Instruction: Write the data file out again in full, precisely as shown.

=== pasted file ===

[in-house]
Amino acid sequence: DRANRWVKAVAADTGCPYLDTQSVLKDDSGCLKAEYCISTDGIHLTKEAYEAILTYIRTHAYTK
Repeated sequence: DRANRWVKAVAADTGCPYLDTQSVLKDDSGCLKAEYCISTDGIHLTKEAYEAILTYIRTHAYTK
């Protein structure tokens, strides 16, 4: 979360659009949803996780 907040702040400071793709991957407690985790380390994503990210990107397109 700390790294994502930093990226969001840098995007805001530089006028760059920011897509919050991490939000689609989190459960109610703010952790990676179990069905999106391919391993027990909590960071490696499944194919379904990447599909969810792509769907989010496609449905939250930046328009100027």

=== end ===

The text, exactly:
[in-house]
Amino acid sequence: DRANRWVKAVAADTGCPYLDTQSVLKDDSGCLKAEYCISTDGIHLTKEAYEAILTYIRTHAYTK
Repeated sequence: DRANRWVKAVAADTGCPYLDTQSVLKDDSGCLKAEYCISTDGIHLTKEAYEAILTYIRTHAYTK
């Protein structure tokens, strides 16, 4: 979360659009949803996780 907040702040400071793709991957407690985790380390994503990210990107397109 700390790294994502930093990226969001840098995007805001530089006028760059920011897509919050991490939000689609989190459960109610703010952790990676179990069905999106391919391993027990909590960071490696499944194919379904990447599909969810792509769907989010496609449905939250930046328009100027």